Marulan link to Sydney's New Year's Eve fireworks

Pyrotechnics whiz Fortunato Foti will be standing on top of the Sydney Harbour Bridge at midnight on New Year's Eve with his finger on the button ready to unleash the world's biggest fireworks celebrations into the night sky. 

The Foti family has been making the spectacular fireworks displays to usher in the New Year in Sydney for the past 13 years, always creating something more exciting and different than the last. 

Fortunato Foti – Forch, as he's affectionately known - said the world-renowned event was the result of months of work, testing and creating new effects to dazzle the crowds for the 9PM Family Fireworks and the Midnight Fireworks displays.

"Being on top of the Sydney Harbour Bridge during the fireworks display is exhilarating," Mr Foti said.

"It's very stressful, but once the fireworks start, and the crowds roar, the relief kicks in and I enjoy the moment. The attraction for us is really the joy we bring to the countless millions of people we entertain each year with our art and the satisfaction of putting smiles on their faces, regardless of their age."

Foti officially opened their new state-of-the-art pyrotechnic complex at Marulan, just north of Goulburn, in 2008.

Set on 200 acres it provides a storage facility and a manufacturing capacity unparalleled in Australia.

The New Year’s Eve fireworks, however, were manufactured at the Foti family’s Leppington facility on Sydney’s south western outskirts.

People can expect a new approach to this year's fireworks displays as the Foti team embrace new ideas and bring new fireworks designs to life, with the help of NYE12 Creative Ambassador, Kylie Minogue.

Kylie's Embrace icon - a swirl of coloured sails in magenta, yellow, purple and red - will inspire this year's event, along with a host of never-before-seen fireworks designs including bees, birds, hands and feet.

"For us, the display is about making it different to previous years and coming up with designs that haven't been seen before," Mr Foti said.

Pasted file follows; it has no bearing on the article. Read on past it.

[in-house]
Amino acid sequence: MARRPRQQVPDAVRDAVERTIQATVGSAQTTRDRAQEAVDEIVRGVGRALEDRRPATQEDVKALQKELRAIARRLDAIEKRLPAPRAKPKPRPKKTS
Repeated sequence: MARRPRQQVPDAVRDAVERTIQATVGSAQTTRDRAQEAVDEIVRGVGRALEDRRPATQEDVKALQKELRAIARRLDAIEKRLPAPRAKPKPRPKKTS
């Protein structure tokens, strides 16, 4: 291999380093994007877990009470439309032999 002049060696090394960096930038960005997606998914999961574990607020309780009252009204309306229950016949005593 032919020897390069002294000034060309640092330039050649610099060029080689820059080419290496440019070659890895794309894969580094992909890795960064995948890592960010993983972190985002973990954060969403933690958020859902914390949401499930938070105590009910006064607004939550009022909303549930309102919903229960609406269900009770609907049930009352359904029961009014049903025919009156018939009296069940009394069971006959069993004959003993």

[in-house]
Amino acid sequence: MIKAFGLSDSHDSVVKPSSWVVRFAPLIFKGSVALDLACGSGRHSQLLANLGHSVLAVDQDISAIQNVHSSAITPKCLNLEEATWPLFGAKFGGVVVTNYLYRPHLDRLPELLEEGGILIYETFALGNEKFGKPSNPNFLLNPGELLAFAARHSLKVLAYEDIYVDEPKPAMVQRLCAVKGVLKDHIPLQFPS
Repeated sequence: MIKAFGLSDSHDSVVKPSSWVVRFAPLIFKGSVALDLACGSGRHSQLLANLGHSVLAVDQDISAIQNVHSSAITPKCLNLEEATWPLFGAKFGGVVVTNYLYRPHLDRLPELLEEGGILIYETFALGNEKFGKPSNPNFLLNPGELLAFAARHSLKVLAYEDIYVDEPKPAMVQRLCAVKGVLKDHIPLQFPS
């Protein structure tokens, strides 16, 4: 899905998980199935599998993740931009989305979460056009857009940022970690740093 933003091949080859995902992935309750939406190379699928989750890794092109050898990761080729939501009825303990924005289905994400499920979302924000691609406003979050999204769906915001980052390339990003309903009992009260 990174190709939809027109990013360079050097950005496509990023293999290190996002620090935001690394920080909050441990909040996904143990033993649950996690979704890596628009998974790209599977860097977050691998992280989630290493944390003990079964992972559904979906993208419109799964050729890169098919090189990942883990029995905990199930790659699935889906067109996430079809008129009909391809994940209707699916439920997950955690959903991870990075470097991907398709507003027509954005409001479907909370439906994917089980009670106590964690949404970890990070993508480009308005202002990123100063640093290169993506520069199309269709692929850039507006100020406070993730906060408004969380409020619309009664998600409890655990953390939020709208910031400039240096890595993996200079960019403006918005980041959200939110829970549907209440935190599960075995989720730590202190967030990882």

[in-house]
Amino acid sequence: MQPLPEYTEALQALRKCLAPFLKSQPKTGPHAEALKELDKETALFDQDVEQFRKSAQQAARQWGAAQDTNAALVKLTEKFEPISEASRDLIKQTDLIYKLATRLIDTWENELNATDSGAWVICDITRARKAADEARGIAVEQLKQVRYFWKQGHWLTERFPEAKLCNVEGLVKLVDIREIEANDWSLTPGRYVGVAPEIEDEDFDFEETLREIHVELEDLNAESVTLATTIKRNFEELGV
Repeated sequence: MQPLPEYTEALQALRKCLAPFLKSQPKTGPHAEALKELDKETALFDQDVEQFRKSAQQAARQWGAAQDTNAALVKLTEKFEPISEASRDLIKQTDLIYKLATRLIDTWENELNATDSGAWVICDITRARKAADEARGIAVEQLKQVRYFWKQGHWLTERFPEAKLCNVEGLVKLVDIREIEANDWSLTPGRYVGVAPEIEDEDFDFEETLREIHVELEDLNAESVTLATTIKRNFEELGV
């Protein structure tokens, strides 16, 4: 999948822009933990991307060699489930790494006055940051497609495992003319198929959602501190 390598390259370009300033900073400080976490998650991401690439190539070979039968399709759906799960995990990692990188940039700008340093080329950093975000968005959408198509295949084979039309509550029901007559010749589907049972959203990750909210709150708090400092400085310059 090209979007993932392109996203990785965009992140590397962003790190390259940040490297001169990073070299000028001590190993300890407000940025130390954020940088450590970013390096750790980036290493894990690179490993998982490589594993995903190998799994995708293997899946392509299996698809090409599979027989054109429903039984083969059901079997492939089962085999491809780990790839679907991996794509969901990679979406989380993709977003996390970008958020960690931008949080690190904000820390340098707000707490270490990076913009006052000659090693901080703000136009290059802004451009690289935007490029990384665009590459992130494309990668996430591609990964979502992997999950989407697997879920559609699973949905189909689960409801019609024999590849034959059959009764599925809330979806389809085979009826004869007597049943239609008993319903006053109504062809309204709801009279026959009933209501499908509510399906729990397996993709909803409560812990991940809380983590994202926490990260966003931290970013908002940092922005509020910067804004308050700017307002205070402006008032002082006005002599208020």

"The 9PM Family Fireworks are designed with children in mind so we try to make it fun. The midnight show is grander still. One thing we try to achieve is to make both shows spectacular."

A crucial part of both displays for Foti Fireworks is choreographing the fireworks to music, which has to be planned down to the second to achieve a symphony of sound and light throughout the display. 

"The choreography is a big part of the planning process, but it's worth it when we see the atmosphere it creates the moment the fireworks begin," Mr Foti said.

"The soundtrack is integral as we design the show to flow with the mood of the music. In a nutshell, we try to make the fireworks dance to the songs." 

Two Sydney schoolgirls - Aisha Agha, 7, and Aimee Crosland, 13 - won a design competition with their ideas for dazzling firework designs, which will also be seen lighting up the sky in the 9PM Family Fireworks.

"I think the secret is to design a show with heart and have a good quality product, knowing that you are like any other performer and you have to entertain the people watching," Mr Foti said. 

The Foti family have been in the fireworks business in Australia since arriving from Italy in the 1950s.

"The current generation is the seventh to be involved in fireworks," Mr Foti said. 

"For us it's a passion, with eight family members involved here in Australia as well as cousins in Italy still doing fireworks. You could say it's in the blood."

To download the NYE12 smartphone app, visit or search your app store for 'Sydney New Year's Eve'.

The Foti family, makers of the Sydney New Year's Eve fireworks, officially opened their new state-of-the-art pyrotechnic complex at Marulan in 2008.

The Foti family, makers of the Sydney New Year's Eve fireworks, officially opened their new state-of-the-art pyrotechnic complex at Marulan in 2008.


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